The Trump administration’s attempt to end the Deferred Action for Childhood Arrivals (DACA) initiative set off a slew of lawsuits attempting to stop the Department of Homeland Security (DHS) from terminating the initiative. Much of that litigation has been successful—as a result, DHS is still accepting DACA renewal applications. However, a new lawsuit led by Texas has the potential to upend everything.
When President Trump announced the end of DACA in September 2017, the administration said it would phase out the program. Anyone whose DACA was due to expire before March 5 would be given a one-month opportunity to submit a renewal, but after that individuals would begin to lose their status. As result, multiple lawsuits were filed that offered various arguments for why the administration could not end DACA in such a manner.
The first of these lawsuits was decided in January 2018, when a federal district court in San Francisco found that the administration’s termination of DACA was “based on a flawed legal premise.” The court in this case ordered DHS to once again begin accepting renewal applications, but did not require the agency to accept new applications for individuals who never had DACA.
The administration has aggressively attempted to appeal the San Francisco decision by bypassing the Ninth Circuit Court of Appeals and asking the Supreme Court to take the case immediately. This attempt was rejected by the Supreme Court in February 2018, forcing the administration to go through the normal appeals process. The Ninth Circuit heard oral arguments in that appeal earlier this week, where there was a great deal of discussion of President Trump’s public statements on DACA.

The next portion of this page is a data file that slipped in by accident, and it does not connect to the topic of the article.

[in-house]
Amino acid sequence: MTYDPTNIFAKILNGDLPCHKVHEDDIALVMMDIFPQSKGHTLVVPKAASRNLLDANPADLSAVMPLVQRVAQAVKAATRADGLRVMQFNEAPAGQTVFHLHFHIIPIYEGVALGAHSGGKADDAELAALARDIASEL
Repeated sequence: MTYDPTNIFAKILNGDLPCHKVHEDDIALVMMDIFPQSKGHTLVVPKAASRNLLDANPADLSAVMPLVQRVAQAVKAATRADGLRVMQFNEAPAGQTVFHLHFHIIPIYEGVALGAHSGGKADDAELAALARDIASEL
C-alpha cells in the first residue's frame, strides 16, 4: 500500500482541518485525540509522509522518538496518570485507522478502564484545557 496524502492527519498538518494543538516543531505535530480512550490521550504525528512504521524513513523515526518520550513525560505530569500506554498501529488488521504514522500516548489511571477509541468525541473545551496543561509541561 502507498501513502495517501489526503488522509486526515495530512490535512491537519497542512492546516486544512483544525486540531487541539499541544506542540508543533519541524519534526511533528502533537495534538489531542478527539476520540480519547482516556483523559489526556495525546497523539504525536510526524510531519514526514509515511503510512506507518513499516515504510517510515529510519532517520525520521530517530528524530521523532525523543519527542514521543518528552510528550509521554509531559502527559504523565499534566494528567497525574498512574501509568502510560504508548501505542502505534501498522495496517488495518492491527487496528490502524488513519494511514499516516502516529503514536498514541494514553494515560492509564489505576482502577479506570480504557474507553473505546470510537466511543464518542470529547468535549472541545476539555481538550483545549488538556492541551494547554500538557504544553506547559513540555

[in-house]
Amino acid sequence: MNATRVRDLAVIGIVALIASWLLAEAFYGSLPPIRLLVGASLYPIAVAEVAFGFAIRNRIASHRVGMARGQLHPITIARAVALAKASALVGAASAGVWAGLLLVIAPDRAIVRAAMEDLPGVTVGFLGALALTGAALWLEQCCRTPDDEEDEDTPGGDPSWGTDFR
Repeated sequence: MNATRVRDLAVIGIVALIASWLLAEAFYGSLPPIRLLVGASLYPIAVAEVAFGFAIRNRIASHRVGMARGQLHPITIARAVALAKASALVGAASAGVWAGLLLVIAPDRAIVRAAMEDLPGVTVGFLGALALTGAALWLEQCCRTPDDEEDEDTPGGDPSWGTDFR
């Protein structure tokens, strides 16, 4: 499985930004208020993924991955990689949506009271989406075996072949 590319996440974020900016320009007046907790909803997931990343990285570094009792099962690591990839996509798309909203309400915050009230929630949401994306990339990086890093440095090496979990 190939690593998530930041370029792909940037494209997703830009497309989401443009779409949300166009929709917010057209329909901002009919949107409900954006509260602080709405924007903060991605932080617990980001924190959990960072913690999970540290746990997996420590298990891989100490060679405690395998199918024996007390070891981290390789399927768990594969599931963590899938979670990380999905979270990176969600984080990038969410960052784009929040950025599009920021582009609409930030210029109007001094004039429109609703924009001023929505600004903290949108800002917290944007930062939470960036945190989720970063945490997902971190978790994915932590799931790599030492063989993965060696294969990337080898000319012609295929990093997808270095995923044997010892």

Two more federal courts in District of Columbia and New York have also blocked the administration’s attempt to end DACA. The decision in the DC District Court dealt President Trump the largest blow, giving the administration 90 days to come up with a better rationale for ending DACA.
If the administration is unable to provide such a rationale by late July, the entire DACA initiative will be restored. DHS would then be required to accept both renewal and new applications.
In early May, Texas and six other states threw an additional wrinkle into the mix of cases by suing the Trump administration, attempting to halt DACA immediately rather than phasing it out. The small group of states in this case have a very sympathetic judge in Judge Hanen, who blocked the Obama administration from implementing expanded DACA and Deferred Action for Parents of Americans and Lawful Permanent Residents (DAPA) in 2014.
If Judge Hanen were to side with Texas and rule that the federal government should end DACA immediately, there would be conflicting federal district decisions. This could result in any one of a number of scenarios playing out in the courts.
The bottom line is individuals who have DACA can currently apply for a renewal and the application will be processed by DHS. With multiple cases working their way through the courts, there is uncertainty as to how, when, and if the Supreme Court will take up the case for review. It will be important to keep a close watch on all developments.
Photo by Sean Kong